UPDATE: The NFL and St. Louis Ram sources say that the five players who entered with their hands up in the “don’t shoot” poses will not be fined for their actions. “We respect and understand the concerns of all individuals who have expressed views on this tragic situation,” NFL spokesman Brian McCarthy told USA Today.
Original story below:
Five united St. Louis Rams football players stood against racism and injustice as they took the field in what has become a controversial pre-game introduction. Tavon Austin (#11), Kenny Britt (#81), Stedman Bailey (#12), Jared Cook (#89) and Chris Givens (#13) —all African American— came out to the Edward Jones Dome with their arms raised.
Their very visible protest was an attempt to show compassion and solidarity for those still protesting in the St. Louis suburbs of Ferguson, where 18-year-old Michael Brown lost his life to police officer Darren Wilson. “I just think there has to be a change,” tight end Jared Cook said after the Rams’ 52-0 demolishing of the Oakland Raiders on Sunday. “There has to be a change that starts with the people that are most influential around the world.”
Responding to the Rams’ gesture were the St. Louis Police Officers Association, who wrote in a statement, “[We are] profoundly disappointed with the players for a display that police officers around the nation found tasteless, offensive and inflammatory.” The association also urged for the National Football Association to discipline the protesting players. The St. Louis Rams’ coach, Jeff Fisher, admitted that he was not aware of his players planning to do the “Hands Up, Don’t Shoot” gesture before taking the field.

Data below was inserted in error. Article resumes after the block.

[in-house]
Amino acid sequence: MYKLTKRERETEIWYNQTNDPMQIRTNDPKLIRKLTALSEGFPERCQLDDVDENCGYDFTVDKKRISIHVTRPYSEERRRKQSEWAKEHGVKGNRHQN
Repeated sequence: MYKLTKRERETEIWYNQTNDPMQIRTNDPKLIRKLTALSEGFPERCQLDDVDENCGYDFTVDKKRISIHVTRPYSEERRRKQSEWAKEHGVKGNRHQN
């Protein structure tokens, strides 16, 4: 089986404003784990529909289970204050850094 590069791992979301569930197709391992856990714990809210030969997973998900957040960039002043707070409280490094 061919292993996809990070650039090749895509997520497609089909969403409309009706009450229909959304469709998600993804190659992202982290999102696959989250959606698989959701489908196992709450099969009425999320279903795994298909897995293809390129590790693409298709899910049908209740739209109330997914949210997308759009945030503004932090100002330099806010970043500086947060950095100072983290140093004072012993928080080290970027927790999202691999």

“I don’t want the people in the community to feel like we turned a blind eye to it,” Britt said. “What would I like to see happen? Change in America.” The tragic events that led to Michael Brown’s demise closed with Officer Wilson being cleared of all charges. The effects of those circumstances were played out during Sunday’s game when Tre Mason scored on an 8-yard run in the fourth quarter. With the score 45-0, both Mason and Britt raised their hands together to continue their solidarity with the Ferguson protesters. “It touched a lot of us. It added fuel to our fire,” Mason later said.
Across from the stadium, about 75 protesters gathered and chanted, “Hands up, don’t shoot!” and “No justice, not football!” All the while, 30 police officers dressed in riot gear watched from a distance. The Rams had extra security measures in place for the game, including armed personnel from the National Guard. The St. Louis Police Officers Association’s union business manager, Jeff Roorda, tacks on a note to their statement, writing, “I’d remind the NFL and their players that it is not the violent thugs burning down buildings that buy their advertiser’s products. It’s cops and the good people of St. Louis and other NFL towns that do. Somebody needs to throw a flag on this play.”
For those who haven’t been following this story closely, Roorda is a former police officer who has stringent views that have become popular in the wake of Brown’s death. This includes the idea that police should wear body cameras and advocating for legislation that would keep the names of police officers involved in shootings secret unless charges were brought against them.
Watch highlights from Sunday’s game and protest below:
SOURCE: Think Progress